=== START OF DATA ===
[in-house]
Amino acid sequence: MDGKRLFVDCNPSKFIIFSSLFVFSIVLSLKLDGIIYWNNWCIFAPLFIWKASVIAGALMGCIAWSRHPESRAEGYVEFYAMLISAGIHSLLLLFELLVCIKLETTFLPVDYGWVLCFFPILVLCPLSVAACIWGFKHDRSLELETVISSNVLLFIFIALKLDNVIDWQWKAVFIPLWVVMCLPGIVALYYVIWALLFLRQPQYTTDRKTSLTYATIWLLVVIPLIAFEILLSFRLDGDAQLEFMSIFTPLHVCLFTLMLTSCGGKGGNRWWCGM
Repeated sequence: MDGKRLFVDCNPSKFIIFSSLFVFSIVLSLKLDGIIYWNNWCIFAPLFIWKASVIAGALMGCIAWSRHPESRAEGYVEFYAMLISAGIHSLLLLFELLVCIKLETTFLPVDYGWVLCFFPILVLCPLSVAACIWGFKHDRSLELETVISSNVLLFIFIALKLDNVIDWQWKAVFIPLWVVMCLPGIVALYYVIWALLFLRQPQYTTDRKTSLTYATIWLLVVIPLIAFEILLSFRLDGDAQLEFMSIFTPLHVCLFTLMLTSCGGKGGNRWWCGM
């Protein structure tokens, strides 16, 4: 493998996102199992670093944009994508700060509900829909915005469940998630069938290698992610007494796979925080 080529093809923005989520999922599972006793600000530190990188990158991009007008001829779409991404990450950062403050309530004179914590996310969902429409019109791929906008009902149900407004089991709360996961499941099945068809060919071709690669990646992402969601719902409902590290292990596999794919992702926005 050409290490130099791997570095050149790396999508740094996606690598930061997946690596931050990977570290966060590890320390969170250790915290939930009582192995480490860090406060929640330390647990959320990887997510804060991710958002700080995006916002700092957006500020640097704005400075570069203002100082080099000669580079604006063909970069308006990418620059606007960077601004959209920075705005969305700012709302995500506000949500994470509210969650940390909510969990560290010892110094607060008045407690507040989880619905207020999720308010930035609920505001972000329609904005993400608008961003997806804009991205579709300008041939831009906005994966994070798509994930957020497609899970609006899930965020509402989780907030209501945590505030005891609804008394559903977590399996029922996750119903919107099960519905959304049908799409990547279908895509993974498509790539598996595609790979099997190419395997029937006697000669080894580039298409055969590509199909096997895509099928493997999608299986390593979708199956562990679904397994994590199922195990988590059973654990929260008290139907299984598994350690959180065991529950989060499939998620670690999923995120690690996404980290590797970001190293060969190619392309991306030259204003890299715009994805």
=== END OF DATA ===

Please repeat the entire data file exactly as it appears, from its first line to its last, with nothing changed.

[in-house]
Amino acid sequence: MDGKRLFVDCNPSKFIIFSSLFVFSIVLSLKLDGIIYWNNWCIFAPLFIWKASVIAGALMGCIAWSRHPESRAEGYVEFYAMLISAGIHSLLLLFELLVCIKLETTFLPVDYGWVLCFFPILVLCPLSVAACIWGFKHDRSLELETVISSNVLLFIFIALKLDNVIDWQWKAVFIPLWVVMCLPGIVALYYVIWALLFLRQPQYTTDRKTSLTYATIWLLVVIPLIAFEILLSFRLDGDAQLEFMSIFTPLHVCLFTLMLTSCGGKGGNRWWCGM
Repeated sequence: MDGKRLFVDCNPSKFIIFSSLFVFSIVLSLKLDGIIYWNNWCIFAPLFIWKASVIAGALMGCIAWSRHPESRAEGYVEFYAMLISAGIHSLLLLFELLVCIKLETTFLPVDYGWVLCFFPILVLCPLSVAACIWGFKHDRSLELETVISSNVLLFIFIALKLDNVIDWQWKAVFIPLWVVMCLPGIVALYYVIWALLFLRQPQYTTDRKTSLTYATIWLLVVIPLIAFEILLSFRLDGDAQLEFMSIFTPLHVCLFTLMLTSCGGKGGNRWWCGM
């Protein structure tokens, strides 16, 4: 493998996102199992670093944009994508700060509900829909915005469940998630069938290698992610007494796979925080 080529093809923005989520999922599972006793600000530190990188990158991009007008001829779409991404990450950062403050309530004179914590996310969902429409019109791929906008009902149900407004089991709360996961499941099945068809060919071709690669990646992402969601719902409902590290292990596999794919992702926005 050409290490130099791997570095050149790396999508740094996606690598930061997946690596931050990977570290966060590890320390969170250790915290939930009582192995480490860090406060929640330390647990959320990887997510804060991710958002700080995006916002700092957006500020640097704005400075570069203002100082080099000669580079604006063909970069308006990418620059606007960077601004959209920075705005969305700012709302995500506000949500994470509210969650940390909510969990560290010892110094607060008045407690507040989880619905207020999720308010930035609920505001972000329609904005993400608008961003997806804009991205579709300008041939831009906005994966994070798509994930957020497609899970609006899930965020509402989780907030209501945590505030005891609804008394559903977590399996029922996750119903919107099960519905959304049908799409990547279908895509993974498509790539598996595609790979099997190419395997029937006697000669080894580039298409055969590509199909096997895509099928493997999608299986390593979708199956562990679904397994994590199922195990988590059973654990929260008290139907299984598994350690959180065991529950989060499939998620670690999923995120690690996404980290590797970001190293060969190619392309991306030259204003890299715009994805």